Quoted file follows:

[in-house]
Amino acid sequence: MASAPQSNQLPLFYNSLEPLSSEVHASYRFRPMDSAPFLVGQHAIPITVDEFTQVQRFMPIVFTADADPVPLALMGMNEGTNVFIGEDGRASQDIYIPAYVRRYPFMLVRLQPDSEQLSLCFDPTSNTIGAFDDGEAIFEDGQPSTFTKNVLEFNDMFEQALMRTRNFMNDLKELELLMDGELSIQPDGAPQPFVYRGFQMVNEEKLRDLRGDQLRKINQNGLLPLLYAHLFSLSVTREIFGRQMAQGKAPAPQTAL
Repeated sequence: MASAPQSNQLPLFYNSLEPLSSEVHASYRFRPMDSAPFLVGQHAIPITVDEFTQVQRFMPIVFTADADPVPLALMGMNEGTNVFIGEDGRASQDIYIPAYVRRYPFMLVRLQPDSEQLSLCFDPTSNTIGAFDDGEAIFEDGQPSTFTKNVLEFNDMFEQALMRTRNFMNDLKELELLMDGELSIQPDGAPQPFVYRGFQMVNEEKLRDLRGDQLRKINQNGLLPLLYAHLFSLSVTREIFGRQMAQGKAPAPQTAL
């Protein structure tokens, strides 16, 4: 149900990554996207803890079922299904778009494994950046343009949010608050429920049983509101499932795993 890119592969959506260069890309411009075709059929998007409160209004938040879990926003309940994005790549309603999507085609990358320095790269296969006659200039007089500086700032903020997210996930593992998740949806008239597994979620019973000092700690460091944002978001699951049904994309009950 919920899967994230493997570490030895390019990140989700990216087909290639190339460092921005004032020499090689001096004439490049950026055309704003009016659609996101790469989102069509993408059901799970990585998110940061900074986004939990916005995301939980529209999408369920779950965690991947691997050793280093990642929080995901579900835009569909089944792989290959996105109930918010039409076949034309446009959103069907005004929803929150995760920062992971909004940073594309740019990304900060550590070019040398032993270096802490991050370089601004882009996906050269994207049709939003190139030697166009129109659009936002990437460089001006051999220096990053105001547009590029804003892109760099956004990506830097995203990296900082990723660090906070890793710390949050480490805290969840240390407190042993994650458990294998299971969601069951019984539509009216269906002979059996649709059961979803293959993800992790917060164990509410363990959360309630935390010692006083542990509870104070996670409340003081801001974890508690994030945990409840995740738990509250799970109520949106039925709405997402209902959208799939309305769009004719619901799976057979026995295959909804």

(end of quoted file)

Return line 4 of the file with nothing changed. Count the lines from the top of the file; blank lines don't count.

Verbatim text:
């Protein structure tokens, strides 16, 4: 149900990554996207803890079922299904778009494994950046343009949010608050429920049983509101499932795993 890119592969959506260069890309411009075709059929998007409160209004938040879990926003309940994005790549309603999507085609990358320095790269296969006659200039007089500086700032903020997210996930593992998740949806008239597994979620019973000092700690460091944002978001699951049904994309009950 919920899967994230493997570490030895390019990140989700990216087909290639190339460092921005004032020499090689001096004439490049950026055309704003009016659609996101790469989102069509993408059901799970990585998110940061900074986004939990916005995301939980529209999408369920779950965690991947691997050793280093990642929080995901579900835009569909089944792989290959996105109930918010039409076949034309446009959103069907005004929803929150995760920062992971909004940073594309740019990304900060550590070019040398032993270096802490991050370089601004882009996906050269994207049709939003190139030697166009129109659009936002990437460089001006051999220096990053105001547009590029804003892109760099956004990506830097995203990296900082990723660090906070890793710390949050480490805290969840240390407190042993994650458990294998299971969601069951019984539509009216269906002979059996649709059961979803293959993800992790917060164990509410363990959360309630935390010692006083542990509870104070996670409340003081801001974890508690994030945990409840995740738990509250799970109520949106039925709405997402209902959208799939309305769009004719619901799976057979026995295959909804």